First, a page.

Content Editor: Adam Daroff

Monday, July 10, 2017

How to Learn About Science Like a Scientist



Politics these days can feel like a war between those who believe in science and those that don’t. Many conservatives are ignoring the scientific consensus on climate change, while President Trump lives in a word of "alternative facts," yelling "fake news!" at any scientific results he doesn't like. But conservatives aren't the only ones who have trouble with science. No matter what side they're coming from, media reports about science almost never the whole story, and sometimes they get it totally wrong.

 As a scientist, this has been a pet peeve of mine for a while, so I was thrilled to find1 this excellent piece on Last Week Tonight, where John Oliver breaks down this issue:





If you're curious, here's the FiveThirtyEight piece mentioned in the video, and here's another FiveThirtyEight article with an interactive "p hacking" app - where you can use real data to "prove" that either Democrats OR Republicans are better for the economy!

Still A Problem


John Oliver's piece was from 2016, but bad science reporting is still alive and well. Maybe you heard about this back in June:



Did scientists really create a black hole? Of course not. Here “black hole” is a metaphor, like when we say “my phone is dead” or “Steph Curry is a machine at the free throw line” The actual study just found that when you take out some electrons from a molecule, it sucks in electrons from elsewhere in the molecule. You know what else “sucks” things? Black holes. Also vacuum cleaners. But "scientists create miniature vacuum cleaner" doesn't have quite the same ring does it?

We Can Do Better


Good science reporting is hard, but it's possible.

Here's a what some people were saying about one of my own studies:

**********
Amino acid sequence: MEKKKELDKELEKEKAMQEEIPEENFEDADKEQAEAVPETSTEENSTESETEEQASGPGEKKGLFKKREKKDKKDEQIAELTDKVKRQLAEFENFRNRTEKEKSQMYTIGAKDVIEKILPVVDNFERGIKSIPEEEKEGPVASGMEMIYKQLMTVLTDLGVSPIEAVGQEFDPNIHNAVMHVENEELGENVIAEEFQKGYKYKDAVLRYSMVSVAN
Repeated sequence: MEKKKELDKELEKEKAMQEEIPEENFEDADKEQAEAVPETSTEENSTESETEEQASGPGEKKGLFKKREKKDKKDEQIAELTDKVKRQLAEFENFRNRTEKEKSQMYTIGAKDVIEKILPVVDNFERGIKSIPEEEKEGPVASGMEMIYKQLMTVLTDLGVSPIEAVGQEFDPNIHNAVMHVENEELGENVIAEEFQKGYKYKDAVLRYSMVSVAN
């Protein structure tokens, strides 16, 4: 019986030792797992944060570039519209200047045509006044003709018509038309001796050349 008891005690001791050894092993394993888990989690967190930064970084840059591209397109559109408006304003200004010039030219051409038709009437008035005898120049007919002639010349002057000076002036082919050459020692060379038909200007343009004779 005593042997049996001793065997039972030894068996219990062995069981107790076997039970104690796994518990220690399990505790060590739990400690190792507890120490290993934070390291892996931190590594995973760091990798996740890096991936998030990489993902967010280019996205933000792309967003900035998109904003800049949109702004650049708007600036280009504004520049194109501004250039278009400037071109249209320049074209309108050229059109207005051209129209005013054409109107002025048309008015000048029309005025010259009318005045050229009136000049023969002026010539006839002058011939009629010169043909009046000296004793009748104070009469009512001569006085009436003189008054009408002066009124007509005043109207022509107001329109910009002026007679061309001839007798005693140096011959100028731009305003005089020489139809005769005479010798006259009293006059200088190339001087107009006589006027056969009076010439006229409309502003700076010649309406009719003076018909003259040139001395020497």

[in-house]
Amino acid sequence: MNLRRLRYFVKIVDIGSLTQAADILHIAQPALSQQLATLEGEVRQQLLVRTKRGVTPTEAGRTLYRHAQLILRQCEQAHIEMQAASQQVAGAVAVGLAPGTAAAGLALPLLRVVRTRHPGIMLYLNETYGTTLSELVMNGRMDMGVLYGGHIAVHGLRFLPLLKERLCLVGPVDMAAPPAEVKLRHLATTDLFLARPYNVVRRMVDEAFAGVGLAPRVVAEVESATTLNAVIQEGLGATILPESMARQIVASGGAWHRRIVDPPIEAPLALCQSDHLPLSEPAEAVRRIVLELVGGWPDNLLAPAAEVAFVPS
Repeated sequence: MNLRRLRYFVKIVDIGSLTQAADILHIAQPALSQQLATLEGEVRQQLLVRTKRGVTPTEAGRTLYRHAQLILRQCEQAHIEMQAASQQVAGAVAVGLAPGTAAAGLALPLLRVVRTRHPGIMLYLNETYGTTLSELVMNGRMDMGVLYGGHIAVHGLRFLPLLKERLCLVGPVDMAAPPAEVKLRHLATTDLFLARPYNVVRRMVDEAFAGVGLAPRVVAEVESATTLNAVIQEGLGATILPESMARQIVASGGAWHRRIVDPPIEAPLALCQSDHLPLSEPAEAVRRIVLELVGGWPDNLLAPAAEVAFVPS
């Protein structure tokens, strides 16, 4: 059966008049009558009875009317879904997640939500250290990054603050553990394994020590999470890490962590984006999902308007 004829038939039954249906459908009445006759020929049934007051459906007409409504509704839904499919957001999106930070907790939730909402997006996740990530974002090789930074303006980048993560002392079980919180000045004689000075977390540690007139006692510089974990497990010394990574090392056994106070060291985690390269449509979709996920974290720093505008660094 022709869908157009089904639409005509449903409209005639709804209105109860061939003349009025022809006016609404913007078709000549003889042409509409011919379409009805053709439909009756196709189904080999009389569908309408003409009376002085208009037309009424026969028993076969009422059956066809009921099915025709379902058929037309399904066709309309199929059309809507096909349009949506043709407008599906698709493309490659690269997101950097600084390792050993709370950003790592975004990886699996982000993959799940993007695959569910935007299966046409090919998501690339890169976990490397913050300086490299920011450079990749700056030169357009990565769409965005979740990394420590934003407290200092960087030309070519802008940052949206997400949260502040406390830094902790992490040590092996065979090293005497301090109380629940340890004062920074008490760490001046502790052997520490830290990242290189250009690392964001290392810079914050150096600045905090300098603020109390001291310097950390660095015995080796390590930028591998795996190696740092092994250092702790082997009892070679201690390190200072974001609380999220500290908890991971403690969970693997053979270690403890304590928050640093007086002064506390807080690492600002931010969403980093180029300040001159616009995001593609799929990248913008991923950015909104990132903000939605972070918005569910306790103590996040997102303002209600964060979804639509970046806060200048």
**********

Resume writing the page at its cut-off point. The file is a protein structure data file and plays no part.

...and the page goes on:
That's not what I found at all. But the actual story by Tyler Cowen linked to in this tweet does better. Cowen says that I found that "attitudes about economic inequality don’t correlate very well with the desire for government to address it.”

That's still not exactly right. I was only looking at how people’s views CHANGE over time. At any given point in time being concerned about inequality is correlated with a desire for the government to do something about it. But when Americans become more concerned about inequality I found no evidence that they also become more supportive of government action. That's a subtle point, but it's important. And at least Cowen was in the ballpark. He didn't say I created a black hole!

An even better description of my results is by Dan Kopf at Quartz. Dan does an excellent job telling the story of my data without oversimplifying it. This is partly because he actually contacted me while working on the article, to make sure he understood everything, and that he accurately described my results. If more reporters did this, media reports about science wouldn't be so terrible.

In fact, Dan might have even done a better job talking about my results than I did! Dan's Quartz piece isn't as detailed as my own post about my results, but he manages to tell the basic story in fewer words, and using less technical language. That's something we scientists have trouble with, partly because we're trained to always be super precise in our language. And "super precise" can often equal "long" and "boring." But we've also spent so much time learning how to do science, that we often don't have a lot of free time left over to learn how to talk about it. So we need journalists like Dan Kopf to help us communicate our results to the public.

Don't get fooled!

 

When you hear that "A new study has found X", don't just take the media's word for it. Go beyond the Tweet or Facebook post and read the actual story. If there's a link to a press release or report, read that too. And do some googling to see if the result has actually been replicated. This might sound boring and time-consuming - but so is science.




Notes:

1 Thanks to Adam Daroff for telling me about this piece.

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